Date: 16th September 2020
Weeks spent in isolation: 14Weeks unemployed: 24 Days spent looking for a job: 5
I’ve been rather quiet lately on my accidental sabbatical. Maybe the pressure was building up to be able to show something for the past 4-5 months. It was also mounting on deciding what to do job wise.
And an opportunity came up to go on holiday. Actual holidays away from home. So I decided to let go of expectations once more and enjoy the time off. September would come soon enough and it felt like that would be a good time to start picking things up seriously again.
I won’t catch you up on week 17 to 22, nothing worth sharing happened. I did more running and cycling challenges (you can find out more here, here and here), I adopted some frogs, started selling stuff on eBay (yes, I know, I’m at least a decade late in this game), we ate out to help out and finally I went camping solo.
I then went on my first solo holiday. 1 week with my sister and nephew at our late grandad’s house, 1 week all by myself in the Alps.
Although I’ve been off work since April, and I did my best to avoid work/career/skill improvement activities for the first month, it was the first time I was off off. On holiday. Away from home. Away from my daily responsibilities and the ‘normal’ routine. Or what has become my normal routine over the past few months. They say the only constant is change, right? So my normal, our normal is always evolving.
I enjoyed being elsewhere for a couple of weeks, after 5 months spent within a 5 mile radius of my house.
While I was in Chamonix, in the French Alps, I started dreaming of making the mountains my next ‘normal’. Maybe it was the sun shining, the fresh air, the new routine I build myself over these 7 days. Maybe it was just the ‘holiday effect’. It happened before, with New York. After a week there, I was looking up jobs in the Big Apple for a couple of months afterwards, wanting to experience the electricity of the city for longer than a week at a time. Then it faded as the practicalities overwhelmed the daydreaming.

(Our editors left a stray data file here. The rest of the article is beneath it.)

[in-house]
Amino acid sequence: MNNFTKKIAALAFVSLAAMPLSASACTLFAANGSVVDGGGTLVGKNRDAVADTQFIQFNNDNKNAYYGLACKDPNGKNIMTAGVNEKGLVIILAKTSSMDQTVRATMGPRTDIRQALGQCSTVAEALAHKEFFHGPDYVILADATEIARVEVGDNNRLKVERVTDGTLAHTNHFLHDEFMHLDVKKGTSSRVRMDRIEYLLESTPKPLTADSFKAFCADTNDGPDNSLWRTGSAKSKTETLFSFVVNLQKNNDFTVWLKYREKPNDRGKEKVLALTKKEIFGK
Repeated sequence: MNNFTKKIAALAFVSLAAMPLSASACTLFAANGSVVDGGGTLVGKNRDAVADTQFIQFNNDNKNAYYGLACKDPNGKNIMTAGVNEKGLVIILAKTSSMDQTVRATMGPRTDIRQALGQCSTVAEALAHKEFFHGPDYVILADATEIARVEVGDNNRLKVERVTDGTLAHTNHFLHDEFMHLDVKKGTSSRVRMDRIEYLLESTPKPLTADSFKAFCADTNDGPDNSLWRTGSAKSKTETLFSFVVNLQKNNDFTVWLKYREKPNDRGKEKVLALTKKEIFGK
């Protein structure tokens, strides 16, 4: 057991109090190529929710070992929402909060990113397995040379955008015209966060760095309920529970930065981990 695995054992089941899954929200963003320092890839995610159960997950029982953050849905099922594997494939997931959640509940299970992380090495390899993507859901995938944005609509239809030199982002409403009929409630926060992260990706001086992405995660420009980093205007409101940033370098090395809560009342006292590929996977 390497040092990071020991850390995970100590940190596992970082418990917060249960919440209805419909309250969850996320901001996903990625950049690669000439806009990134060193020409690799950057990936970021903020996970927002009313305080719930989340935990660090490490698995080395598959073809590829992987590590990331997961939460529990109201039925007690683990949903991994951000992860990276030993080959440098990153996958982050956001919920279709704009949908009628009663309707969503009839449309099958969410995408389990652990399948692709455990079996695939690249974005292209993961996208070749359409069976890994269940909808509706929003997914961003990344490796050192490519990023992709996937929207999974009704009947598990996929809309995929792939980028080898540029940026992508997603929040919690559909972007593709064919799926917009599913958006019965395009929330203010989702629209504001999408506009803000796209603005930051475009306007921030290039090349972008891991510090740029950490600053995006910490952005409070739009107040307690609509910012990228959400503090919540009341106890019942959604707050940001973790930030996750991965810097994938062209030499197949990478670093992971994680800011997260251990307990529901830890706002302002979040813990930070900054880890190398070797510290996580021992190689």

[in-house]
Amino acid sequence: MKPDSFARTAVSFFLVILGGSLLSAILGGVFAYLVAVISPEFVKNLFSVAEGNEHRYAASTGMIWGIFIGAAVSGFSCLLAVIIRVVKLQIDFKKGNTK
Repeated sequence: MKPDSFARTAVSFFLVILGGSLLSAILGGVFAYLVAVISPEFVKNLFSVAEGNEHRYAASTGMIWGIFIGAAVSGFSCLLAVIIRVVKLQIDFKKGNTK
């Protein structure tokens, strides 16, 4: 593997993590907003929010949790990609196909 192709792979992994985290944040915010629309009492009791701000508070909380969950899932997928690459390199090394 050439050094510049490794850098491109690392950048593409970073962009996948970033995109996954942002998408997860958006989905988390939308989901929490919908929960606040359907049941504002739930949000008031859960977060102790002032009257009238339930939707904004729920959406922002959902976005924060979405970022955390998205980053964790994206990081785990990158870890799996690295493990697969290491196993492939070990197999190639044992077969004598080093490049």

Nowadays though, the idea of moving doesn’t seem as hard when so many jobs are remote. Finding a job in the UK while working from the Alps seems feasible. I’ll let you know in a couple of months, if the urge is still there…
Back to work
While I was away, dreaming of getting better at running technical trails in the mountains, I got two messages from ex-colleagues, regarding potential work opportunities. I was on holiday but I sensed that the world at home in the UK was back at work. C’était la Rentrée.
So when I got home, it felt like a good time to be more intentional in my job search, expand it and be ambitious. Jobs may not be available in the industry I worked in the past 10 years but there are plenty popping up in other sectors. And some of them even have less than 200 applicants each! (can you sense the sarcasm here?…)